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The following is a transcript of Mayor de Blasio's State of the City Address, as prepared, sent to the media before the speech was delivered.
I am currently a student attending Penn State University. While taking a geography course on sustainability and human-environment systems, I spoke a lot about where I am from and what life is like at home in Saint Albans.
Within a project that I was working on with a few of my classmates, we chose to do research in developing technology that does not require as much or any of the rare earth minerals that are predominantly controlled by China. China has control over about 95 percent of the world’s rare earth minerals. Having this much control, China is able to control the price of things that mean a lot to us, such as cars and cell phones. For example, dysprosium is a rare-earth mineral from which car batteries are made. Something simple as the raising cost of manufacturing a car battery could really harm the economy more than it already is.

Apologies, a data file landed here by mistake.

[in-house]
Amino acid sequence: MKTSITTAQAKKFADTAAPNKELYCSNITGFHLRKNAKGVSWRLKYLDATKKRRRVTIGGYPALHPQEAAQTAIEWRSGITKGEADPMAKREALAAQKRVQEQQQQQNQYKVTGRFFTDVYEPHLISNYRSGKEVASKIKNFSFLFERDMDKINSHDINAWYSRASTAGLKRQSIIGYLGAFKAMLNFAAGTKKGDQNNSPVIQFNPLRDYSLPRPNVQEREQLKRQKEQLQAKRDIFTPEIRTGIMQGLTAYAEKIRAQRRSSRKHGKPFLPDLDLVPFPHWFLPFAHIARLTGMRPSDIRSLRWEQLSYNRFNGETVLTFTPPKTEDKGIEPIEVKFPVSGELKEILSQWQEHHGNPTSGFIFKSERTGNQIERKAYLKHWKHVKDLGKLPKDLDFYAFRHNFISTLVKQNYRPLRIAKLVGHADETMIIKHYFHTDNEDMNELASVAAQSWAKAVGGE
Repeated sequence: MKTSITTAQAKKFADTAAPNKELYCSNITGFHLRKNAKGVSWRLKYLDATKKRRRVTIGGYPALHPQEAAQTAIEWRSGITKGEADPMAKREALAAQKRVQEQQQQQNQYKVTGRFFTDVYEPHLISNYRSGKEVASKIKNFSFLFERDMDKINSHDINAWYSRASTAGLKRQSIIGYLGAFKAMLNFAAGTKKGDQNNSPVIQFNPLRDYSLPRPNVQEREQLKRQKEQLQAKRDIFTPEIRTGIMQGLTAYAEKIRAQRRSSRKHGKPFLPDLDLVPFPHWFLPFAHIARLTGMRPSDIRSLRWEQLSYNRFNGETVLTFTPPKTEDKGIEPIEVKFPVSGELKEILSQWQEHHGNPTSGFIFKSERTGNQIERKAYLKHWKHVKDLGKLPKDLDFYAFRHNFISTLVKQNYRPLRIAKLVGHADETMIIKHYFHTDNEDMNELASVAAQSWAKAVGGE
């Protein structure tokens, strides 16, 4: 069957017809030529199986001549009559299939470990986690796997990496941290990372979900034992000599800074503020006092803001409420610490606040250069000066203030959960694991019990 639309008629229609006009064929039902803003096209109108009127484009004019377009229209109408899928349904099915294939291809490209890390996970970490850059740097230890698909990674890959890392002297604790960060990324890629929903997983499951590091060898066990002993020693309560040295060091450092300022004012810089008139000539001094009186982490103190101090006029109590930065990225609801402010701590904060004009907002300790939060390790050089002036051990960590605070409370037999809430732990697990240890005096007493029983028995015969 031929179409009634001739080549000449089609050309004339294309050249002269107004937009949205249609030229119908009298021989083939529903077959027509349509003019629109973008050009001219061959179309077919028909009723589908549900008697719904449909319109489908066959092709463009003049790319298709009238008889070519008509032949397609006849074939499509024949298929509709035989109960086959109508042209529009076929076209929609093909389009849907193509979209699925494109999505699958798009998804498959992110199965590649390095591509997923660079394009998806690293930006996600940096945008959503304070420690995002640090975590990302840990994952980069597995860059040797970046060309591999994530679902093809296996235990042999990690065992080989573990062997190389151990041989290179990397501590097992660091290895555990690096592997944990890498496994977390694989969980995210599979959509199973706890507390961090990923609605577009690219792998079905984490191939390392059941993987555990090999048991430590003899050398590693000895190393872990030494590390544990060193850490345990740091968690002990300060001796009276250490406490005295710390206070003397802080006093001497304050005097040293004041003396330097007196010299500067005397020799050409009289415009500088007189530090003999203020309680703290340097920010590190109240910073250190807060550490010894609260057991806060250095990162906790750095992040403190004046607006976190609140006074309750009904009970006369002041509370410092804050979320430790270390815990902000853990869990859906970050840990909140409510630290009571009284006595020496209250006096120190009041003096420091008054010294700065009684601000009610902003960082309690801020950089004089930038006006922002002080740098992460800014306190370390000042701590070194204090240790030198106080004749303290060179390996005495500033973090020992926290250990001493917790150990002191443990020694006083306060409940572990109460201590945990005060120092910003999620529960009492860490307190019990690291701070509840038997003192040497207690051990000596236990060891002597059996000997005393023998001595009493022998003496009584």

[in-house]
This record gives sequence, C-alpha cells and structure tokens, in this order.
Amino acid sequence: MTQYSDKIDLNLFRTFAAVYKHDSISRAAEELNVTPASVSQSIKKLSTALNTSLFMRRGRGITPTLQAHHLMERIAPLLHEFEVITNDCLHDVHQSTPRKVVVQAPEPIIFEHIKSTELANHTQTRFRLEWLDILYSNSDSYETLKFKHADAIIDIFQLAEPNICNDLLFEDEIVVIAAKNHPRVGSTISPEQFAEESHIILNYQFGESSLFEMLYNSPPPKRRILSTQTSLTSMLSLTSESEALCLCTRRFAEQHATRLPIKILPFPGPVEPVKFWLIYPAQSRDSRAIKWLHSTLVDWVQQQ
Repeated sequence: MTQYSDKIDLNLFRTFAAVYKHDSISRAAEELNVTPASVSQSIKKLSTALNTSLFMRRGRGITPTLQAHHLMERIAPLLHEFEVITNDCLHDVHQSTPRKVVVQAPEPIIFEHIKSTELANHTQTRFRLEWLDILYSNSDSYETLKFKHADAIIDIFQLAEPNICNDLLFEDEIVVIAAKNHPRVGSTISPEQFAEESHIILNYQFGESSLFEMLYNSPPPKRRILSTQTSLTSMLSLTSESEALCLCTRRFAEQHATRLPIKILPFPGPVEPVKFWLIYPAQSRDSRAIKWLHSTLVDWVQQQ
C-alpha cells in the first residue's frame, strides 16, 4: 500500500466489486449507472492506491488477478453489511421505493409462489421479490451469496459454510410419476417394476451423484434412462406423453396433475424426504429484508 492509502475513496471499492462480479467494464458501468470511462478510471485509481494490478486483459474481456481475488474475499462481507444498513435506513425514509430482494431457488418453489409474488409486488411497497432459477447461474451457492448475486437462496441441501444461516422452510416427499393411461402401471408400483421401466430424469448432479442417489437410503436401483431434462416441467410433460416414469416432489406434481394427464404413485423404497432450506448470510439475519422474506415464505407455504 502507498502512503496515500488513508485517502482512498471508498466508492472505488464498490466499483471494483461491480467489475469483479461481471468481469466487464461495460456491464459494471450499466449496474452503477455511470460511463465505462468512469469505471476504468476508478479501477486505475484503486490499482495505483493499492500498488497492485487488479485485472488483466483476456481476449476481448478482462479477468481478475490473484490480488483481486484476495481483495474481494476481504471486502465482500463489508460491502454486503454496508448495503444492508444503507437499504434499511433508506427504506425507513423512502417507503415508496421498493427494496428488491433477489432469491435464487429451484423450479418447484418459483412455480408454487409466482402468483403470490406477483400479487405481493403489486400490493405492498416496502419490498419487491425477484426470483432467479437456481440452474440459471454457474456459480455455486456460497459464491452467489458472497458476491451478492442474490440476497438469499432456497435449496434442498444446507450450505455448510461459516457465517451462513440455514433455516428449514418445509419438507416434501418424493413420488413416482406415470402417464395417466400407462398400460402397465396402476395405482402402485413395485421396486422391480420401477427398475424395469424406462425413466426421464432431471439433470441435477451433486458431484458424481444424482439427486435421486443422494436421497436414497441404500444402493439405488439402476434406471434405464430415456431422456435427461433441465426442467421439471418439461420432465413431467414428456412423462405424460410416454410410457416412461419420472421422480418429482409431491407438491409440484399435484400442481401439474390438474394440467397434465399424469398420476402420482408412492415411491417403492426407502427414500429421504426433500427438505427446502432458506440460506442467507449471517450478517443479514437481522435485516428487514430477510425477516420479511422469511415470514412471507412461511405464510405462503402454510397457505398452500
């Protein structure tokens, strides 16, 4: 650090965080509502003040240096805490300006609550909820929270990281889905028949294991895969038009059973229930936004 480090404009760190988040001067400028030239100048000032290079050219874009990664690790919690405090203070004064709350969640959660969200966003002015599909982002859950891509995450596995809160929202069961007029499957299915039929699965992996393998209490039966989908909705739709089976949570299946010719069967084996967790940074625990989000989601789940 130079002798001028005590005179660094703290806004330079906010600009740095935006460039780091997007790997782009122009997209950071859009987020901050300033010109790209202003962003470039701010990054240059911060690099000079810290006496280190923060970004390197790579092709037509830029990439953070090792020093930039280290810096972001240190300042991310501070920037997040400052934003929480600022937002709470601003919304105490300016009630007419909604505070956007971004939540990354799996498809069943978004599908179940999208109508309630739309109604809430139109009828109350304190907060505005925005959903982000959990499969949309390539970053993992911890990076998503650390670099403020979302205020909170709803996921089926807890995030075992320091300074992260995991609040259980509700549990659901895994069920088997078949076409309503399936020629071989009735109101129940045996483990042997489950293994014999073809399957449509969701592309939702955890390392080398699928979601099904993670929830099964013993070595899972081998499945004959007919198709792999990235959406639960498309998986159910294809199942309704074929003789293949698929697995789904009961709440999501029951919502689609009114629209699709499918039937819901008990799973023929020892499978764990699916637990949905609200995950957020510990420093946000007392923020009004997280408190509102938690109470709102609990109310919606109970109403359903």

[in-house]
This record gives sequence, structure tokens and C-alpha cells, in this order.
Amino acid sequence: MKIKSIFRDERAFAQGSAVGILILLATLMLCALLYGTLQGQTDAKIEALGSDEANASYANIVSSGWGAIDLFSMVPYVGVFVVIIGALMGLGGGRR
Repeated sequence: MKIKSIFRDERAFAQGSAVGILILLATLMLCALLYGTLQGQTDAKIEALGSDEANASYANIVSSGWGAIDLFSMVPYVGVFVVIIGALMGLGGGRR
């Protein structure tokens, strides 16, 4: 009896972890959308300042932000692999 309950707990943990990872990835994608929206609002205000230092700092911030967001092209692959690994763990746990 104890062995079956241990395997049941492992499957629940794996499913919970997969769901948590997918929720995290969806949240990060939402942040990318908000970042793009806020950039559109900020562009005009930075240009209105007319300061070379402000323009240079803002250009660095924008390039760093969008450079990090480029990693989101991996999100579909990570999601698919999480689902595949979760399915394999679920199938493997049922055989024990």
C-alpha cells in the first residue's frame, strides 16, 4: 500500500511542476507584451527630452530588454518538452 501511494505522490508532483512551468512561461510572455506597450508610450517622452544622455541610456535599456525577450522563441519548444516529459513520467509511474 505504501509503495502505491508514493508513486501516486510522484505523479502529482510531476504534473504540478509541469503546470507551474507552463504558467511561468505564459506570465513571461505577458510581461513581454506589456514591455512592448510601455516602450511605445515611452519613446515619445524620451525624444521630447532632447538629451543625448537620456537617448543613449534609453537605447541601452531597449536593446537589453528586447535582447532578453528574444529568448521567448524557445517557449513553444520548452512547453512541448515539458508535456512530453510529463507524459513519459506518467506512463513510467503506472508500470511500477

Despite the name “rare earth,” these materials are actually quite abundant. The issues lie in things like the control over those minerals, not being able to manufacture certain technologies in the United States due to not having direct access to the minerals, and the cost of transporting
the already manufactured technology over to the United States. The transportation process alone is detrimental to our environment as it makes our already deep carbon footprints even deeper.
Before there can be collective action there must be individual action. We should want to be able to sustain our environment for as long as we can. It is possible to achieve desirable sustainability and protect the environment for future generations without depriving ourselves of nature’s nutrients and life’s experiences. If community members could spend a little time finding ways to improve on sustainability and find better means of producing the products we love to rely on, we will be that much closer to achieving desirable sustainability.